What else went on? I was able to plug the most embarrassing hole in my Marriage Equality Run (Illinois) and found a few ancillary things to work into the birthyear collection. I was tormented by an equal number of near misses; including Nebraska and Ohio plates with expirations one month off from the DOMA strike-down of June 2015 and an Iowa that was three off from containing my ALPCA number. Unfortunately, close only counts in horseshoes. It only took an hour for me to comb through all the tables and traders ("largest meet" pronouncements notwithstanding), and by lunchtime, it was over.

The silver lining of the day? I actually sold license plates at this meet; enough of them to more than offset my admission fee and travel expenses. I don't know if I'll come back to Peotone, but maybe I should dress in bright green more often.

Wallace should stay dead

While I was there, one attendee went on a minute-long rant about her contempt for the poor and how much she hated the homeless and jobless people who beg for food on the streets of her city in Wisconsin: It's people like her who vote for Walker, applaud his sadistic food-stamp cuts, and measure the worth of politicians by the amount of cruelty they can inflict on "undesirable" demographics. A second collector made the point of sticking a "NOBAMA" bumper sticker prominently to the side of his trade box...a personal affront, considering that the target of his vitriol has done more to support my health and civil rights as a queer guy than any president in history. A third person was selling memorabilia from the 1968 presidential campaign of George Wallace...the opportunistic Alabama asshole responsible for the quote "segregation today, segregation tomorrow, segregation forever."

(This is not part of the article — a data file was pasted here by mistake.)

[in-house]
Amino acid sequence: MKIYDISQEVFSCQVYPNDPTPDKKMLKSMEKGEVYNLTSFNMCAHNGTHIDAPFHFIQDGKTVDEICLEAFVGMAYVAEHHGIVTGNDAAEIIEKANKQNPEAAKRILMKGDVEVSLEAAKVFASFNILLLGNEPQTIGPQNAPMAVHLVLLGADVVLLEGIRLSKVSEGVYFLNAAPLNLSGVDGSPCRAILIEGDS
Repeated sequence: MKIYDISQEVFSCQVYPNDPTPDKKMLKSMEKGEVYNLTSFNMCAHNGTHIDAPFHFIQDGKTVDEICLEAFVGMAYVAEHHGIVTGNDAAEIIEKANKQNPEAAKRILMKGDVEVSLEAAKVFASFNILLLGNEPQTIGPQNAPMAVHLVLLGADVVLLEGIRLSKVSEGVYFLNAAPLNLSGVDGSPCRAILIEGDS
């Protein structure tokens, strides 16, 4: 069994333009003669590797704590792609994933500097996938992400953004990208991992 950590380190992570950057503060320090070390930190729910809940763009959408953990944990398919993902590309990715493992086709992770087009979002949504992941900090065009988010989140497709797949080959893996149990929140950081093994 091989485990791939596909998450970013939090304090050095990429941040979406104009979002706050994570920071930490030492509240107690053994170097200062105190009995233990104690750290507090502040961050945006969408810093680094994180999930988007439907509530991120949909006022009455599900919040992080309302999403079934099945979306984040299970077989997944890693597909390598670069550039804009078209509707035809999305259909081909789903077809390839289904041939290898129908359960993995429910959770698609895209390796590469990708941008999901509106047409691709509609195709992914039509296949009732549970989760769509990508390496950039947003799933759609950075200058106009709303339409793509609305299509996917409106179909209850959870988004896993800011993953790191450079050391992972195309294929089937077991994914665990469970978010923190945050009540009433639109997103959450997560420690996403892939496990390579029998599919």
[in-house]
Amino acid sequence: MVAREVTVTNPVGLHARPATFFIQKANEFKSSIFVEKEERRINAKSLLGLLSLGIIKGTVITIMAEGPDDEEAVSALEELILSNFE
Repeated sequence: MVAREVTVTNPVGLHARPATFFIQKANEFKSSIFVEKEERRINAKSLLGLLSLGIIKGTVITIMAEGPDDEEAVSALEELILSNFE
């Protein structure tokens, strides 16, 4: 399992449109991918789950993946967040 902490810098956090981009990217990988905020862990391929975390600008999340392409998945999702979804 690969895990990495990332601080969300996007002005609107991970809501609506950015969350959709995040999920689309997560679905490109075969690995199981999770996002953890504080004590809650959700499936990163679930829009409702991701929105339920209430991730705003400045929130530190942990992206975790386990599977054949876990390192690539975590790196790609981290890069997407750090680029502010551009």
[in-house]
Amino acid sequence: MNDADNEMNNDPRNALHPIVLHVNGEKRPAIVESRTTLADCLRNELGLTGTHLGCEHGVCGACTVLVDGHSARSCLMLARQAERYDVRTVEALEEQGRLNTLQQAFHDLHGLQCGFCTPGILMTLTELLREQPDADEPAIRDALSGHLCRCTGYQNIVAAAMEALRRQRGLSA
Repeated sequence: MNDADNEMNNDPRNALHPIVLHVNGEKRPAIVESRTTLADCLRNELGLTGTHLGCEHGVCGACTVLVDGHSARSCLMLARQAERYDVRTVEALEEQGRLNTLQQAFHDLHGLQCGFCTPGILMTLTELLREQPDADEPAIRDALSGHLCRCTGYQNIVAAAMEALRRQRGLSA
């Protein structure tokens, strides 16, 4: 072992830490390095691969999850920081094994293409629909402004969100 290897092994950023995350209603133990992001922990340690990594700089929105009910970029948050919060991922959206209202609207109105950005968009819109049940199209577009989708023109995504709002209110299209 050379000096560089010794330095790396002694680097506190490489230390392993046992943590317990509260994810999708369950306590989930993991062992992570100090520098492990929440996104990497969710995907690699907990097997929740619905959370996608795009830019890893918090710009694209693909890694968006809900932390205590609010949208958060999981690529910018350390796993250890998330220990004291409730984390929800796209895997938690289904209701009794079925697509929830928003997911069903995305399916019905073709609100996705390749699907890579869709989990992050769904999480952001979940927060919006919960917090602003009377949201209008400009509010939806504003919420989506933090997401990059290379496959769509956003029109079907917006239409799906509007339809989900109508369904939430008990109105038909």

Multiple cars in the parking lot were bearing obnoxious license plates emblazoned with the exclusionary "In God We Trust" slogan; whether from Indiana, Missouri, or my unwilling home state of Wisconsin. There were no Confederate flags this time, but just about all the other squares on my "angry white Christian bigot" bingo card were filled in by the end of the event.

With an atmosphere like this, I question why I bother being involved in the license plate collecting community at all.

3 November 2015

Reason Fest Day 7: Finishing Touches

Filed under: Artifacts & Holdovers, License Plates, River City Reason Fest — Andrew T. @ 18:49

For a ways through Wisconsin, I wound up drafting behind the creaky promotional vehicle of a California longboard purveyor. Not sure where they were heading to (it turned north at Tomah and I never saw it again), but they got my attention.

Shortly afterward, a minivan barreled by in the passing lane...and I scarcely could believe what I saw on the back. It was a Yukon Territory license plate: A rare reminder of Canada's remote and distant Arctic north, with a population of barely 33,000 and separated from the present place by thousands of km. This is the only one I have ever seen on the road in my life.

The rest of the last leg of the drive was fairly uneventful. I did manage to stop the car to shoot one final kitchy roadside sight: An upended truck and trailer mounted to a pole near Mauston, Wisconsin. In case you're skeptical, that is a real truck, and it even had a license plate on the back...a really ratty semi trailer issue from the late 1980s, if you're really curious. The sign used to look even more bizarre, with a repurposed Amoco torch-topped signframe at the very top: This was replaced by a more prosaic rectangle in the recent past.

Dusk fell and an hour later I drove into Madison, where everything was more or less the same as it was when I left it. Home sweet home; such as it is.

Was the excursion to Manitoba worth it? Yes. I met great people, heard great messages, had great experiences, and saw great scenes both there and along the way...even if not every part of the trip was great. Winnipeg in particular had the feel of a very diverse and humane city, and I hope to go back there someday.

Since I returned, Canada underwent a federal election and managed to elect the Liberal Party to a 184-seat majority government with Pierre's son as Prime Minister. While Trudeau wouldn't have been my first choice, he's helluva lot better than the "Republican north" leadership of Stephen Harper that's reduced Canada to a terror-milking, Kyoto-withdrawing, voter-suppressing laughingstock over the last ten years. One USA on this continent is more than enough.